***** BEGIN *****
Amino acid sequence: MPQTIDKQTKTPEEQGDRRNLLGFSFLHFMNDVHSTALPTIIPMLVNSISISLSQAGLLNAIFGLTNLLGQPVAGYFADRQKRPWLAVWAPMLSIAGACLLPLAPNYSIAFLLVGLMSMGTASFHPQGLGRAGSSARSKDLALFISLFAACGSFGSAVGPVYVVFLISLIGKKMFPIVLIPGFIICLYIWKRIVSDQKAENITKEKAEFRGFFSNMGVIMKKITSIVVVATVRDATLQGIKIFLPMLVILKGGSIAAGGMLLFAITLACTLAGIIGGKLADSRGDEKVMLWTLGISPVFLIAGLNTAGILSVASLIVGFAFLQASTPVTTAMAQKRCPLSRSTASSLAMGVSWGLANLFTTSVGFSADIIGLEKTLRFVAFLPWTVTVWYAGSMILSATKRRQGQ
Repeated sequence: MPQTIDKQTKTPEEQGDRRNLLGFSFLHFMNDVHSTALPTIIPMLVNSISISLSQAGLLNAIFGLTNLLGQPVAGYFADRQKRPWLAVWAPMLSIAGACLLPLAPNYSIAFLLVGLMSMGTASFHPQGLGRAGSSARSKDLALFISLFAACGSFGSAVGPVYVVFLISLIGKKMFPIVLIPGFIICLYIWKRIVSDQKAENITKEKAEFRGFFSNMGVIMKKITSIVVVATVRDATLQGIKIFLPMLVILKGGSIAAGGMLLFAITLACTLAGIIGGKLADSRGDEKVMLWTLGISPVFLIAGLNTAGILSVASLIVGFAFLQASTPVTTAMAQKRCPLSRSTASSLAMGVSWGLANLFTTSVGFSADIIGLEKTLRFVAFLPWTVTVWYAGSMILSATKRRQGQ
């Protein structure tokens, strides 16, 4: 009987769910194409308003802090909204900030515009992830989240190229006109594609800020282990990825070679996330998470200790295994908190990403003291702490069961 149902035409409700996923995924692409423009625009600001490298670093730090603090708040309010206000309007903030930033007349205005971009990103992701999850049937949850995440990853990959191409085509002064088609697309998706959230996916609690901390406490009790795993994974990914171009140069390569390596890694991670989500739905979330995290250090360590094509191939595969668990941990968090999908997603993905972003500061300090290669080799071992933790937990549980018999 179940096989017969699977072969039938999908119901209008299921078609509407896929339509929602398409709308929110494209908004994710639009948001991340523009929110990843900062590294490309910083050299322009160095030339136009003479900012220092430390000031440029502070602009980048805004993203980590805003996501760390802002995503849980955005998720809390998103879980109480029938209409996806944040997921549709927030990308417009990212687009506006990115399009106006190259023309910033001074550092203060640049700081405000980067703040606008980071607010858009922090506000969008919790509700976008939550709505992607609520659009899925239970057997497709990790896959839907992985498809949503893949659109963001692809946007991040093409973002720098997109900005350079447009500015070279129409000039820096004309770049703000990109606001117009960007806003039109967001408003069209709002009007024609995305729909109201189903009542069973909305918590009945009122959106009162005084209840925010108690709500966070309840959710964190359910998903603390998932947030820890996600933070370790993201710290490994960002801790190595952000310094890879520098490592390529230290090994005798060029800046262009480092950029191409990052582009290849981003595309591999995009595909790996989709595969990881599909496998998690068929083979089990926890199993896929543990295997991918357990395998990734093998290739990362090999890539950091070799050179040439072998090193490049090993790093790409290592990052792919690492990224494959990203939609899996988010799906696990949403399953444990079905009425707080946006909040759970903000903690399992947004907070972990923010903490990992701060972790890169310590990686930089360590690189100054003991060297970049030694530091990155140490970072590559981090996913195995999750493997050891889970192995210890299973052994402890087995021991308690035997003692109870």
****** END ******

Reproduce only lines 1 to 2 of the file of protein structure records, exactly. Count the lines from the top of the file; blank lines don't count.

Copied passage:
Amino acid sequence: MPQTIDKQTKTPEEQGDRRNLLGFSFLHFMNDVHSTALPTIIPMLVNSISISLSQAGLLNAIFGLTNLLGQPVAGYFADRQKRPWLAVWAPMLSIAGACLLPLAPNYSIAFLLVGLMSMGTASFHPQGLGRAGSSARSKDLALFISLFAACGSFGSAVGPVYVVFLISLIGKKMFPIVLIPGFIICLYIWKRIVSDQKAENITKEKAEFRGFFSNMGVIMKKITSIVVVATVRDATLQGIKIFLPMLVILKGGSIAAGGMLLFAITLACTLAGIIGGKLADSRGDEKVMLWTLGISPVFLIAGLNTAGILSVASLIVGFAFLQASTPVTTAMAQKRCPLSRSTASSLAMGVSWGLANLFTTSVGFSADIIGLEKTLRFVAFLPWTVTVWYAGSMILSATKRRQGQ
Repeated sequence: MPQTIDKQTKTPEEQGDRRNLLGFSFLHFMNDVHSTALPTIIPMLVNSISISLSQAGLLNAIFGLTNLLGQPVAGYFADRQKRPWLAVWAPMLSIAGACLLPLAPNYSIAFLLVGLMSMGTASFHPQGLGRAGSSARSKDLALFISLFAACGSFGSAVGPVYVVFLISLIGKKMFPIVLIPGFIICLYIWKRIVSDQKAENITKEKAEFRGFFSNMGVIMKKITSIVVVATVRDATLQGIKIFLPMLVILKGGSIAAGGMLLFAITLACTLAGIIGGKLADSRGDEKVMLWTLGISPVFLIAGLNTAGILSVASLIVGFAFLQASTPVTTAMAQKRCPLSRSTASSLAMGVSWGLANLFTTSVGFSADIIGLEKTLRFVAFLPWTVTVWYAGSMILSATKRRQGQ